US President Barack Obama's trip to the westernmost corner of the African continent won't be the first time the US has sent high-level delegations to Senegal.
In 1961, then Vice President Lyndon Baines Johnson visited the country when Leopold Sedar Senghor - the poet, visionary and co-founder of the Negritude movement - was president of Senegal.
Senghor himself made several state visits to the US, including one with President John F Kennedy. Presidents Bill Clinton and George W Bush were welcomed in Dakar by the Senegalese people and government as the two countries forged closer ties.
Nevertheless, to many, Obama’s trip to the continent has been a long time coming. Africans have wondered why the first black American president, the son of a Kenyan man, would take so long to make an extended, purposeful trip to the continent.
Indeed, apart from his trip to Egypt - considered as an attempt to rekindle ties with the Muslim world and the Middle East - and his brief layover in Ghana in 2009, Obama was expected to visit other African countries during his first term.
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While we can only speculate as to the reasons why he did not, there is basis to believe that Obama was purposefully trying to avoid feeding political detractors keen to label him as an imposter and an outsider. It would appear that he needed to avert any blatant and obvious association with the African continent that would distract him from managing his domestic concerns, not least of which was a debilitating economic crisis.
Meanwhile, China has made major inroads into the continent, billions of dollars worth of investments that has seemingly tilted the scales. It would seem perfectly natural that Obama would want to use this chance to catch up and tap into the continent's enormous economic resources.
Of course, why the president chose Senegal, out of a continent of 54 countries, is the next obvious question.
But on closer inspection, there are a number of factors accounting for the choice, especially considering Obama's concern about good governance, accountability and the promotion of democracy.
The Senegalese people peacefully cast their votes last year to elect a new president in an election which was fraught with danger and threats as the ousted president, Abdoulaye Wade, gave no sign of fair play in 2012. At the time, there existed a legitimate fear that power would be confiscated, that the constitution would be undermined.
But once again, in their long political history, the Senegalese people managed a perilous situation with dignity. The new president, Macky Sall, is now engaged in far-reaching reforms for more transparency in the management of public affairs: a few key political leaders of the Wade regime including his own son, Karim, are now in jail for financial malpractice, the Senegalese administration will soon be undergoing thorough reforms to be better-equipped to serve the people, and the president has made several calls for managers and political leaders in the country to be more accountable and more frugal with public funds.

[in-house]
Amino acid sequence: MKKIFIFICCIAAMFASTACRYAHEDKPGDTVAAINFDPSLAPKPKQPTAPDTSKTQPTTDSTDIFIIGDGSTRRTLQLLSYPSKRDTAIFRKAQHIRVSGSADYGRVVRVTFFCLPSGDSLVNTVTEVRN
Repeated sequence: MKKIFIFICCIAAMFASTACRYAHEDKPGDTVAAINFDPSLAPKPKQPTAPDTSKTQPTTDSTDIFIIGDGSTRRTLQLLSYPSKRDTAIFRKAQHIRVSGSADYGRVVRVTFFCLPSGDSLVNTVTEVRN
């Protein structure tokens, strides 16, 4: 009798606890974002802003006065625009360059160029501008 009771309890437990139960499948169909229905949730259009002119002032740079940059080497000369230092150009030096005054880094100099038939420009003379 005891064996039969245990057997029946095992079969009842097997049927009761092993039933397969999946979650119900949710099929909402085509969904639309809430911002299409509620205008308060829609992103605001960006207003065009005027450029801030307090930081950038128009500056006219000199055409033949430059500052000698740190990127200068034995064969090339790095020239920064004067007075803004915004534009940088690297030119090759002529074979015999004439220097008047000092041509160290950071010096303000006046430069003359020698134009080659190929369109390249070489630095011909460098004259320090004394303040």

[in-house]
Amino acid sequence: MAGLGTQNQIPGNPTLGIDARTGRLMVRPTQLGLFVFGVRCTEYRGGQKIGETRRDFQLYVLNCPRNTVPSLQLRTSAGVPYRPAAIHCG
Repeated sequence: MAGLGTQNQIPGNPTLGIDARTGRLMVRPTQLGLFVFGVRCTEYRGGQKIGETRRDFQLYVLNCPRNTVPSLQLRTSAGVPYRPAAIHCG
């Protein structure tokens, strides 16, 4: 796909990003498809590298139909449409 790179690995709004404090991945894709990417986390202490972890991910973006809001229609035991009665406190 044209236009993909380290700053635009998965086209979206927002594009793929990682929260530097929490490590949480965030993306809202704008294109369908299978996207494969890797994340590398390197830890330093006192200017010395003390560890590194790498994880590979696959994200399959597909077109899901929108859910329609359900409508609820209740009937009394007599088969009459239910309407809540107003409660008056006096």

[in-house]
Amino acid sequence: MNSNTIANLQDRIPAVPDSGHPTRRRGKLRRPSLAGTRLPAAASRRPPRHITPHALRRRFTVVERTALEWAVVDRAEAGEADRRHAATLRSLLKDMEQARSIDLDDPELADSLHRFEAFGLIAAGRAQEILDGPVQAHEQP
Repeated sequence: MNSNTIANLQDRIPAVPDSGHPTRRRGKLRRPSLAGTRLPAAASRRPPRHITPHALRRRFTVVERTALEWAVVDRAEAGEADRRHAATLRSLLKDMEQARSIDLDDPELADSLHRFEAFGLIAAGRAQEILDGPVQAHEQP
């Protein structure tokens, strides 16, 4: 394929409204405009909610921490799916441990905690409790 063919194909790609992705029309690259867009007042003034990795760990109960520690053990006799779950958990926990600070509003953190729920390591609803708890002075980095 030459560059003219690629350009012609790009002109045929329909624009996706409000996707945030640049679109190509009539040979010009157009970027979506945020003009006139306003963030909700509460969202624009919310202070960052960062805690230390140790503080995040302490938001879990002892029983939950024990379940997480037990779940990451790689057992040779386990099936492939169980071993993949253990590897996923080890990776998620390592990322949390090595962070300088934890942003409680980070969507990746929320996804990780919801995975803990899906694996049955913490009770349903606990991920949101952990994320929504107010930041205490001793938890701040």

The 'gateway to West Africa'
Senegal, because of its geographical position, is dubbed the gateway to West Africa.
And Senegal's Goree Island - dubbed ”the door of no return” - was a major transit point for the slave trade where just a few centuries ago, millions of West Africans were forcefully shipped to the Americas to toil and moil in the sugar cane and corn plantation fields. It is estimated that some 12 million Africans left the continent as slaves.
Goree is a pilgrimage site where all visitors, especially African Americans, feel compelled to visit in Senegal to commemorate those taken four centuries ago to alien lands.
President Obama and First Lady Michelle Obama will of course visit this landmark as well, a symbolic gesture following in the footsteps of civil rights activist Jesse Jackson, South Africa's iconic leader Nelson Mandela and the late Pope John Paul II.
Yet no analysis of Obama's visit would be complete without considering the ongoing developments in Mali, a neighbouring country grappling with al-Qaeda fighters and other rebel groups in the north.
Peacekeeping missions and conflict resolution initiatives are essential tools of the Senegalese army as far back as the early 1960s, when Senegalese troops were sent to deal with the crisis in Congo following the mutiny in Patrice Lumumba's government. Today, Senegalese troops can be found in almost every United Nations peace mission; it is worth noting that Senegal also sided with the US Army during Operation Desert Storm launched against Iraq in 1991.
With concerns over safety and safety only growing both inside and outside the US, it is unsurprising that the US would want to partner with the Senegalese security forces in a bid to further their interests.
While in many ways, the US is hoping to secure and consolidate a fruitful relationship, especially considering the complex political realities in the West African region, there is little doubt that that the Senegalese government is hoping the visit will facilitate and deepen economic cooperation and investments with the US.
Ousmane Sene is the director of the West African Research Center in Dakar, Senegal.
The views expressed in this article are the author's own and do not necessarily reflect Al Jazeera's editorial policy.